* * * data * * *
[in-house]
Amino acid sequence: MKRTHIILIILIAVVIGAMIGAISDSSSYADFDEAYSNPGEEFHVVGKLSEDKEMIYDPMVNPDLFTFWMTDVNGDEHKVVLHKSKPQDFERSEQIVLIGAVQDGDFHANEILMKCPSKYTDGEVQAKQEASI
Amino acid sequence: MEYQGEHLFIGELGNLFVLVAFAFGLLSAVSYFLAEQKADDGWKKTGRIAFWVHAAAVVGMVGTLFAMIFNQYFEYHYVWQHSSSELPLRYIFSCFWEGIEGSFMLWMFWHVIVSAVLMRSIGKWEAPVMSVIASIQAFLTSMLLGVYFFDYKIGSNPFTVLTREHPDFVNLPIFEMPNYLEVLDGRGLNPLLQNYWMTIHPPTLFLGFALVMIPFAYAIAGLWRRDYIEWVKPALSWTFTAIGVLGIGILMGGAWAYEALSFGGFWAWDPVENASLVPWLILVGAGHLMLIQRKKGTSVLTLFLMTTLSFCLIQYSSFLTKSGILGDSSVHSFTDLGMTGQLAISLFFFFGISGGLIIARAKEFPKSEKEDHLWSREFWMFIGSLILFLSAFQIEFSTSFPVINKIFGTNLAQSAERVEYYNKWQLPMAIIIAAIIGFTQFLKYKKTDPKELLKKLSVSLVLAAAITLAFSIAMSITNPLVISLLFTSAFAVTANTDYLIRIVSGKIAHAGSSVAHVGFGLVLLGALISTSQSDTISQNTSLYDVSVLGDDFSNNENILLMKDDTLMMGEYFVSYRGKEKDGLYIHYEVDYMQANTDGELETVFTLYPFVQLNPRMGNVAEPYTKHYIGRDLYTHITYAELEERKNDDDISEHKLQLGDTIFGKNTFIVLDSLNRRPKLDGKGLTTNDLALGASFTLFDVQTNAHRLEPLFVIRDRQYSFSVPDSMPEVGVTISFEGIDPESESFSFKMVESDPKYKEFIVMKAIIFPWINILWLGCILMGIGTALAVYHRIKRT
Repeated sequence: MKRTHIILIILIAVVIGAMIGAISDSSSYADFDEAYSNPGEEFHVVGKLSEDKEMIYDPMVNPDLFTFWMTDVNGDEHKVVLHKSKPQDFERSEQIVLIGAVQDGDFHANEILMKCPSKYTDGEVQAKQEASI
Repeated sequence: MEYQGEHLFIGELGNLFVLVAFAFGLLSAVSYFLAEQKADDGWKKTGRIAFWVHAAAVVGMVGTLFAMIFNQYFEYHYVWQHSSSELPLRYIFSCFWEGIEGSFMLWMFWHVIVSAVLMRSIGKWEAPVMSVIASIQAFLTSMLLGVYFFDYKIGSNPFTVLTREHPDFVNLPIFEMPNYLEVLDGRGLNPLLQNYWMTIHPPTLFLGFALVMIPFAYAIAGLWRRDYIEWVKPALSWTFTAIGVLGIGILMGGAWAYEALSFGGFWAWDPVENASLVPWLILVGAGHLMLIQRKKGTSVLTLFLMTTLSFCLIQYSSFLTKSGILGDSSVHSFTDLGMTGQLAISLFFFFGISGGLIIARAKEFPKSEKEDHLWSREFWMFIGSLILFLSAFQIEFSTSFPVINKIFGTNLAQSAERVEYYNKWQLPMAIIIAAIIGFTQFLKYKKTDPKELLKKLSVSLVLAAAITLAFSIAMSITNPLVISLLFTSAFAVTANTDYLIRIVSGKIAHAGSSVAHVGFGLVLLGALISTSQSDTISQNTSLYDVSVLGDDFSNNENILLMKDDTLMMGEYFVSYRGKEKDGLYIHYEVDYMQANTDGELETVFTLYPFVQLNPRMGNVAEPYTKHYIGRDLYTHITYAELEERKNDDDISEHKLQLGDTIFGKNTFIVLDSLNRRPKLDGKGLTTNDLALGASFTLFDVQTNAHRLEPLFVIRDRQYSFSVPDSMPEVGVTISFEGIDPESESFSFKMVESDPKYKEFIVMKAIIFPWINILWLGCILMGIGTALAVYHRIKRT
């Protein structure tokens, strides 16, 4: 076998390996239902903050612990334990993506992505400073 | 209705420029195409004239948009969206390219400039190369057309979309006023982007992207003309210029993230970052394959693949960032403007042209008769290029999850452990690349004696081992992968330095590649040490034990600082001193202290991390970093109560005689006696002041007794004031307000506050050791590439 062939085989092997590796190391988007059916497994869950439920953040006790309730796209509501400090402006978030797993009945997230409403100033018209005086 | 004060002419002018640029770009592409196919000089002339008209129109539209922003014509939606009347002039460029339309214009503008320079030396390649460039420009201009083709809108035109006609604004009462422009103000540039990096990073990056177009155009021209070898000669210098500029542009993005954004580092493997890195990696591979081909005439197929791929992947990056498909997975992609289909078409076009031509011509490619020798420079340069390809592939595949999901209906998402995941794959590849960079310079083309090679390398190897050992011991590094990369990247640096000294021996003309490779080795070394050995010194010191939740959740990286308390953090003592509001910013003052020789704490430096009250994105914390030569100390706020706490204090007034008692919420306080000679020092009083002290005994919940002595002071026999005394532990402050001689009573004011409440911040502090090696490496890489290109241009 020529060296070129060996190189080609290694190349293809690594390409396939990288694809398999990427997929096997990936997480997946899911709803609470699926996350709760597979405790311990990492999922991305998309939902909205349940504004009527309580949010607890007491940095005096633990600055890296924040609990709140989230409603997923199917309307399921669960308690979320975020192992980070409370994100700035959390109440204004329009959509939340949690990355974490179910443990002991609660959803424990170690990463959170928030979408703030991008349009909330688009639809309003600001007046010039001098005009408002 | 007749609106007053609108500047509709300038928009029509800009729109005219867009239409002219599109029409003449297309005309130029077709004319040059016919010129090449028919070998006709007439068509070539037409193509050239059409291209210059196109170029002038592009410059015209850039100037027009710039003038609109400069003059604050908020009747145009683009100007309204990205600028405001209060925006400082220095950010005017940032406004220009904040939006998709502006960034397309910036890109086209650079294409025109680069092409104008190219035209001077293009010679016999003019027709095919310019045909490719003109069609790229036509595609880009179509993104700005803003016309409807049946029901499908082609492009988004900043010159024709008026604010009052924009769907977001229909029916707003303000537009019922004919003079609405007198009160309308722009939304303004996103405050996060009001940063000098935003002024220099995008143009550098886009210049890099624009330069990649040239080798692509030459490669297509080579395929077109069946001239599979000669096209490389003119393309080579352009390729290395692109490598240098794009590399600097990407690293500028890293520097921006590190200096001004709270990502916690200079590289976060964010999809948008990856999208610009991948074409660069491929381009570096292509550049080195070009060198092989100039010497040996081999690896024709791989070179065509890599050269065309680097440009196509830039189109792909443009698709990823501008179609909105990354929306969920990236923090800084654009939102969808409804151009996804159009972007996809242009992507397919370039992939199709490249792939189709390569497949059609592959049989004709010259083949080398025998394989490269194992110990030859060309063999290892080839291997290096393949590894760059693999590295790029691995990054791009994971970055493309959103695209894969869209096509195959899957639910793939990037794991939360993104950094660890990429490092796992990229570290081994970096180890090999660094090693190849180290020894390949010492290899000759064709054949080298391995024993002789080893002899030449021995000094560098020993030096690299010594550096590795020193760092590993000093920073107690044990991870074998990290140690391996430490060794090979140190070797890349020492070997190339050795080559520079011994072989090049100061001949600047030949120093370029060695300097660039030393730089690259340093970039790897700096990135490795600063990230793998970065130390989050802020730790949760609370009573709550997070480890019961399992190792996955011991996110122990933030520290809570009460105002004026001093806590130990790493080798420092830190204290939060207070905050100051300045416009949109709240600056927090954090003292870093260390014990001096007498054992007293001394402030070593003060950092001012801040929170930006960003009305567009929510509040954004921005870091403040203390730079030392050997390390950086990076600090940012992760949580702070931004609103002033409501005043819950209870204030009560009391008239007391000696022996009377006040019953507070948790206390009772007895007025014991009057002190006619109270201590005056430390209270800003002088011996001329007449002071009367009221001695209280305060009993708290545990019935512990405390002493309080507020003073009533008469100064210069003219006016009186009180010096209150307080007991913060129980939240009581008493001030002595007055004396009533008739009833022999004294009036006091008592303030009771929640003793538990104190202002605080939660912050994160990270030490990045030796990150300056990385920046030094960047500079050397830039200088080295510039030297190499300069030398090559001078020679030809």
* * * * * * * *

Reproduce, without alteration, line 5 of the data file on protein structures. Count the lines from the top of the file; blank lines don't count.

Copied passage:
Repeated sequence: MEYQGEHLFIGELGNLFVLVAFAFGLLSAVSYFLAEQKADDGWKKTGRIAFWVHAAAVVGMVGTLFAMIFNQYFEYHYVWQHSSSELPLRYIFSCFWEGIEGSFMLWMFWHVIVSAVLMRSIGKWEAPVMSVIASIQAFLTSMLLGVYFFDYKIGSNPFTVLTREHPDFVNLPIFEMPNYLEVLDGRGLNPLLQNYWMTIHPPTLFLGFALVMIPFAYAIAGLWRRDYIEWVKPALSWTFTAIGVLGIGILMGGAWAYEALSFGGFWAWDPVENASLVPWLILVGAGHLMLIQRKKGTSVLTLFLMTTLSFCLIQYSSFLTKSGILGDSSVHSFTDLGMTGQLAISLFFFFGISGGLIIARAKEFPKSEKEDHLWSREFWMFIGSLILFLSAFQIEFSTSFPVINKIFGTNLAQSAERVEYYNKWQLPMAIIIAAIIGFTQFLKYKKTDPKELLKKLSVSLVLAAAITLAFSIAMSITNPLVISLLFTSAFAVTANTDYLIRIVSGKIAHAGSSVAHVGFGLVLLGALISTSQSDTISQNTSLYDVSVLGDDFSNNENILLMKDDTLMMGEYFVSYRGKEKDGLYIHYEVDYMQANTDGELETVFTLYPFVQLNPRMGNVAEPYTKHYIGRDLYTHITYAELEERKNDDDISEHKLQLGDTIFGKNTFIVLDSLNRRPKLDGKGLTTNDLALGASFTLFDVQTNAHRLEPLFVIRDRQYSFSVPDSMPEVGVTISFEGIDPESESFSFKMVESDPKYKEFIVMKAIIFPWINILWLGCILMGIGTALAVYHRIKRT